York Lo is Head of Institutional and Retirement Product Development at John Hancock and a member of the EMBA Class of 2018.
Each year, many students come to MIT Sloan to learn about innovation. After all, the School’s mission is “to develop principled, innovative leaders.” Over 700 companies partner with the Institute on technology development, and companies started by the school’s alumni entrepreneurs generate revenues greater than the GDP of the world’s 10th largest economy. So, what is the secret behind the continuous stream of innovation and can middle-aged executives like me who work at older firms benefit from this? Or is it something that only 20-something entrepreneurs at nimble startups, such as Pillpack (recently acquired by Amazon for 753 million and launched out of MIT’s Hacking Medicine Competition in 2012) can achieve?
While some people are naturally more innovative than others based on the Innovator’s DNA test developed by MIT Senior Lecturer Hal Gregersen, age is not really a factor. In a study conducted by MIT Prof. Pierre Azoulay and Daniel Kim, they debunked the myth of the 20-year-old entrepreneur and found that the average age of successful entrepreneurs when they started their firms is 43. In fact, thinking back, some of the most innovative ideas I heard in the EMBA program came from a classmate who is over 60. So, it is the breadth and depth of experience and the innovative mindset that counts and not the age.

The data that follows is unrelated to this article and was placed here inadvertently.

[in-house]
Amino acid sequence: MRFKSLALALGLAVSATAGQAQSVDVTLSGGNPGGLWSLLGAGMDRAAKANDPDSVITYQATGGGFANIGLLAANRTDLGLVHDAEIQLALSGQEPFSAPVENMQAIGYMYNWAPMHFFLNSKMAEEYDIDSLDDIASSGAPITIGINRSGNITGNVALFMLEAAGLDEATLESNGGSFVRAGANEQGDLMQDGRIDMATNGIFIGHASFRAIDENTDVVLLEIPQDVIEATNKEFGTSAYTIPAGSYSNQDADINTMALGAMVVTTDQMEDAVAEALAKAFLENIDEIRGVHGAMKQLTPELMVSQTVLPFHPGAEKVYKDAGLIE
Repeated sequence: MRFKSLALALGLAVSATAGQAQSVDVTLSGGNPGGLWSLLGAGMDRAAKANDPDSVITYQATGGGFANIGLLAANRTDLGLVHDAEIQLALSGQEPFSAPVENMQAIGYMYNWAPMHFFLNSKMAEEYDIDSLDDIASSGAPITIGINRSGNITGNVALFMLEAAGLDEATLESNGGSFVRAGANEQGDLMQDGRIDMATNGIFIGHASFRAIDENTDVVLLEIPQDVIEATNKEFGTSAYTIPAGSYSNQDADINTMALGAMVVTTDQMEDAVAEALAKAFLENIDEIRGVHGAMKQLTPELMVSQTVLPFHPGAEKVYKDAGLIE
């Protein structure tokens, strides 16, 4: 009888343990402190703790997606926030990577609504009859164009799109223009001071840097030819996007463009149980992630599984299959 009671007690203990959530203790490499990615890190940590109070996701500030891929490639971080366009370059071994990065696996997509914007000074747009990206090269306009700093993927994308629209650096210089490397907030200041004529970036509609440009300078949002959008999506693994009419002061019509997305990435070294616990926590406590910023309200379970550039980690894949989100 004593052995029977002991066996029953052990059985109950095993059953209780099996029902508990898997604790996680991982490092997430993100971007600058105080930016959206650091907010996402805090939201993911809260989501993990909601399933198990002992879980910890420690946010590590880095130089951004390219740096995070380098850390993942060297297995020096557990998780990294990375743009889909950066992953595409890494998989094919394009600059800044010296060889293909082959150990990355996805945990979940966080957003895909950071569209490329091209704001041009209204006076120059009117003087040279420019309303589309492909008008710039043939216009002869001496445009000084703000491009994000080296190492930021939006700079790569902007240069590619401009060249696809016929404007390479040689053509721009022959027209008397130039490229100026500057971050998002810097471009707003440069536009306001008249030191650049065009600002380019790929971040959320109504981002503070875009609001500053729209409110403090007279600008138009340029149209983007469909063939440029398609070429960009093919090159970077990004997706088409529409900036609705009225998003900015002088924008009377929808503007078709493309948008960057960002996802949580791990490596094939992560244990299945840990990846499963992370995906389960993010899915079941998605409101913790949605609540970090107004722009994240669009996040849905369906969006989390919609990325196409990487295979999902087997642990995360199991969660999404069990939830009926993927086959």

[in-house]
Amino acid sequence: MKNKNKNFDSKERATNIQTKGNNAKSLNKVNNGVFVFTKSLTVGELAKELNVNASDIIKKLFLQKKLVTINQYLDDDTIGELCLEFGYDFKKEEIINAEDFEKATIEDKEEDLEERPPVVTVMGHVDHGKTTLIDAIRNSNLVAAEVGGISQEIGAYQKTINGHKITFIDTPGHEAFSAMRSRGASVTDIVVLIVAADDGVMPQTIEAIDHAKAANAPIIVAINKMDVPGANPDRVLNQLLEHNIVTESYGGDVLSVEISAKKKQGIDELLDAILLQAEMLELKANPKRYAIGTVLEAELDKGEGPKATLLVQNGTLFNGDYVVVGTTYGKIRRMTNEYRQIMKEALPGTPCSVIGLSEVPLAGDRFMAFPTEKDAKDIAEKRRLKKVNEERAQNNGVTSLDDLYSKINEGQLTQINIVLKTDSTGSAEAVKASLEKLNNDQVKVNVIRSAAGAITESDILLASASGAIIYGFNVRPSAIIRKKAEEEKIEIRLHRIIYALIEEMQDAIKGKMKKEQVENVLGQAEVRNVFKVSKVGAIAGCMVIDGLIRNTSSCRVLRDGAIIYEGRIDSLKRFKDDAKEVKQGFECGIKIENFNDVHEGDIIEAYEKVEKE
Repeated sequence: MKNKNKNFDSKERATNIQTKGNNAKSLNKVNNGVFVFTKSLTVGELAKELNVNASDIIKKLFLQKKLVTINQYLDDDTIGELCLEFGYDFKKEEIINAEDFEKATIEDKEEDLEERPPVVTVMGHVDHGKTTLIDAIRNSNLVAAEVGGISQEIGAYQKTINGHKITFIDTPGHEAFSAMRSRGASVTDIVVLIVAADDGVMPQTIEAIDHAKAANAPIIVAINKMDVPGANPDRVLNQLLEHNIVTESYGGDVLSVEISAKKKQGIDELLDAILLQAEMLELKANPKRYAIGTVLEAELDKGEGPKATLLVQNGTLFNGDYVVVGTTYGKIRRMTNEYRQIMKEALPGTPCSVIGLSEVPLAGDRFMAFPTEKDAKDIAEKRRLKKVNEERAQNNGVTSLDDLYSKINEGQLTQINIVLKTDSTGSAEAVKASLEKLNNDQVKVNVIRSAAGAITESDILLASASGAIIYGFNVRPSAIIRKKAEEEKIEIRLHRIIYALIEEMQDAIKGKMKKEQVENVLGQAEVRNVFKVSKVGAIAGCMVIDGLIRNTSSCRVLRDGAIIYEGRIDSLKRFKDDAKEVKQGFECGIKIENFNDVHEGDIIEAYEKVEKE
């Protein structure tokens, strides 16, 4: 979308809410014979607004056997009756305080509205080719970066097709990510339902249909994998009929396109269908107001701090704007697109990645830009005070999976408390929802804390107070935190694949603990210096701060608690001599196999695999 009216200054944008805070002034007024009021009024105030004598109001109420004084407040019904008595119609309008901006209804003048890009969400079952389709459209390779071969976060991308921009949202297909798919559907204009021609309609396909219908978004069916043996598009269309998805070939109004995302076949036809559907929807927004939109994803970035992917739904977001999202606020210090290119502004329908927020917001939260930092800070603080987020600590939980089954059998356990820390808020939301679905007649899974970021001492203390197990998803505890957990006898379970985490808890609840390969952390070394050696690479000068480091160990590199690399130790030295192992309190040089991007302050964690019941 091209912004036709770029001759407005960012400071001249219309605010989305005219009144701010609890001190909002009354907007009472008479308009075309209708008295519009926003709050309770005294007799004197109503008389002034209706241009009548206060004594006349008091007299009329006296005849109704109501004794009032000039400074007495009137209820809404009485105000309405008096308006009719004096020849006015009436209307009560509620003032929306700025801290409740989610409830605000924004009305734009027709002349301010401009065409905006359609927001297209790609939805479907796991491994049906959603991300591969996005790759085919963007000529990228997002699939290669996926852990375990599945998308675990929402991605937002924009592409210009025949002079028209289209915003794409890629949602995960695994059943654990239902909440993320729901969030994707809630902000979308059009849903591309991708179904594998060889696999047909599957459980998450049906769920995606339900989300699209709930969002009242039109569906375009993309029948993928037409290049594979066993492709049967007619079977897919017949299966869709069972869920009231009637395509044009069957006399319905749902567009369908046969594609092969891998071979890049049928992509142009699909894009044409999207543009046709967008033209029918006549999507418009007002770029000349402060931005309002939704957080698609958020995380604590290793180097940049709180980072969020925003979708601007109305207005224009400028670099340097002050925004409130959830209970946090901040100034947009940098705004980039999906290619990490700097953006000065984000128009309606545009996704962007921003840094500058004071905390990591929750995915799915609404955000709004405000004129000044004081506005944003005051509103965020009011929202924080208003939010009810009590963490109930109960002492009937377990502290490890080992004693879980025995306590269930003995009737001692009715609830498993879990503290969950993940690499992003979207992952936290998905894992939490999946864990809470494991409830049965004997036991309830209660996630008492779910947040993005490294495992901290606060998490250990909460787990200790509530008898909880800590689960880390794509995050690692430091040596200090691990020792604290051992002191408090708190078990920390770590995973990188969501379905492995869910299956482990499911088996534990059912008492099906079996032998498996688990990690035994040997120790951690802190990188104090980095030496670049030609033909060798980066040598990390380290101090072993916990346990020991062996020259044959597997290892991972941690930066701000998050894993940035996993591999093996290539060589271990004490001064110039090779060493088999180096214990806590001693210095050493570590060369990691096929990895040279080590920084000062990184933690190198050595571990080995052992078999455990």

Adhering to MIT’s slogan of “mens et manus” (mind and hand), I was involved in several Action Learning projects related to innovation during my 20 months at MIT. These projects involved my own company as well as other corporations and startups in fields ranging from nanotechnology and medical imaging to climate change solutions. Through these courses, I was introduced to many innovation techniques such as hackathons by Prof. Fiona Murray and her team at the MIT Innovation Initiative. Thanks to the amazing network at MIT, we also had the good fortune of meeting on campus every other week with industry experts behind some of the world’s most innovative companies like inventor Bob Langer and venture capitalist John Doerr.
Below are five key insights I gained from these experiences that could help executives of any age drive successful innovation at any stage:
Build A Diverse Innovation Ecosystem –
To innovate you need to think outside of the box. This means engaging in dialogues with different stakeholders and building an innovation ecosystem where ideas can flow in from many different directions. At the macro level, we have seen the success of ecosystems in regions such as Boston, Silicon Valley, London and Israel thanks to strong collaborations among universities, governments, corporations, startups and VC/accelerators. Organizations can benefit tremendously from collaborating with other stakeholders (especially in vibrant ecosystems like Boston) and forming teams that are diverse (MIT is certainly an example of that in terms of faculty, staff and students). This is true not only at a macro and organizational level but at an individual level, as I’ve found myself coming up with more ideas simply from being surrounded by a cohort of executives from different sectors ranging from health science to IT to nonprofits.